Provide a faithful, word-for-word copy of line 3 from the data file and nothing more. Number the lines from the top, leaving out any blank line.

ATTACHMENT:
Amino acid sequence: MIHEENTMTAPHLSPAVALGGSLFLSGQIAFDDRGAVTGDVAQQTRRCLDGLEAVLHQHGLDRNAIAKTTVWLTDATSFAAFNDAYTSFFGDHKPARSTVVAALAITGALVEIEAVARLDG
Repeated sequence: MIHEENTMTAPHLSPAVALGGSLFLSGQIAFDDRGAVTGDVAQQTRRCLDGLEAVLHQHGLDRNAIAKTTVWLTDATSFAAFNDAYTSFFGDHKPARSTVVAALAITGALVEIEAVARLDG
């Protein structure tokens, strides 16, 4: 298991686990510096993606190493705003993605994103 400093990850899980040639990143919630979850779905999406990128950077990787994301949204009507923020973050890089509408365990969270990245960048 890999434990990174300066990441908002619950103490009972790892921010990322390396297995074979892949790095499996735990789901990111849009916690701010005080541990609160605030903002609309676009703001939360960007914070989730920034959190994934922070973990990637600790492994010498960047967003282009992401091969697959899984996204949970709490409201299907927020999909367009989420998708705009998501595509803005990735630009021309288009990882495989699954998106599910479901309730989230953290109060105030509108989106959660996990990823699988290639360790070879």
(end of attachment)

């Protein structure tokens, strides 16, 4: 298991686990510096993606190493705003993605994103 400093990850899980040639990143919630979850779905999406990128950077990787994301949204009507923020973050890089509408365990969270990245960048 890999434990990174300066990441908002619950103490009972790892921010990322390396297995074979892949790095499996735990789901990111849009916690701010005080541990609160605030903002609309676009703001939360960007914070989730920034959190994934922070973990990637600790492994010498960047967003282009992401091969697959899984996204949970709490409201299907927020999909367009989420998708705009998501595509803005990735630009021309288009990882495989699954998106599910479901309730989230953290109060105030509108989106959660996990990823699988290639360790070879």